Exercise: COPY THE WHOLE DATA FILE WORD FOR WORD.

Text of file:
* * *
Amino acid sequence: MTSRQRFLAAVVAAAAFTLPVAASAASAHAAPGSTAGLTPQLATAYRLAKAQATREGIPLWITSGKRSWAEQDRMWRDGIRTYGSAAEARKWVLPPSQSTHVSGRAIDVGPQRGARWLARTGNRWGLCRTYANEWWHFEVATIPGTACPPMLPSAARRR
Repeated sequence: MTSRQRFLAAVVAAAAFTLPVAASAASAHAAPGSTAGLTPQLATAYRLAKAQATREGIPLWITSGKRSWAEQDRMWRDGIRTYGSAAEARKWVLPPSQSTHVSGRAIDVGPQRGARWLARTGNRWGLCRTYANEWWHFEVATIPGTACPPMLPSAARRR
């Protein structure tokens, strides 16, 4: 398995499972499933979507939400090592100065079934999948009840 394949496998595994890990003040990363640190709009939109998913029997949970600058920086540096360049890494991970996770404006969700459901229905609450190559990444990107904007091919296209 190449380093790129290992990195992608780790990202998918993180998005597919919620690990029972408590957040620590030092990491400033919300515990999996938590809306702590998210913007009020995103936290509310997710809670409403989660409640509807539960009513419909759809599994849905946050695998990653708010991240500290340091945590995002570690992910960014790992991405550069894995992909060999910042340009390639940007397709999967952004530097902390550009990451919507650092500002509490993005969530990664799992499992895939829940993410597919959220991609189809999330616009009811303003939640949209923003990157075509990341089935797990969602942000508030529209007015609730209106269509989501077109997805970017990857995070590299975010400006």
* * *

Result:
Amino acid sequence: MTSRQRFLAAVVAAAAFTLPVAASAASAHAAPGSTAGLTPQLATAYRLAKAQATREGIPLWITSGKRSWAEQDRMWRDGIRTYGSAAEARKWVLPPSQSTHVSGRAIDVGPQRGARWLARTGNRWGLCRTYANEWWHFEVATIPGTACPPMLPSAARRR
Repeated sequence: MTSRQRFLAAVVAAAAFTLPVAASAASAHAAPGSTAGLTPQLATAYRLAKAQATREGIPLWITSGKRSWAEQDRMWRDGIRTYGSAAEARKWVLPPSQSTHVSGRAIDVGPQRGARWLARTGNRWGLCRTYANEWWHFEVATIPGTACPPMLPSAARRR
């Protein structure tokens, strides 16, 4: 398995499972499933979507939400090592100065079934999948009840 394949496998595994890990003040990363640190709009939109998913029997949970600058920086540096360049890494991970996770404006969700459901229905609450190559990444990107904007091919296209 190449380093790129290992990195992608780790990202998918993180998005597919919620690990029972408590957040620590030092990491400033919300515990999996938590809306702590998210913007009020995103936290509310997710809670409403989660409640509807539960009513419909759809599994849905946050695998990653708010991240500290340091945590995002570690992910960014790992991405550069894995992909060999910042340009390639940007397709999967952004530097902390550009990451919507650092500002509490993005969530990664799992499992895939829940993410597919959220991609189809999330616009009811303003939640949209923003990157075509990341089935797990969602942000508030529209007015609730209106269509989501077109997805970017990857995070590299975010400006």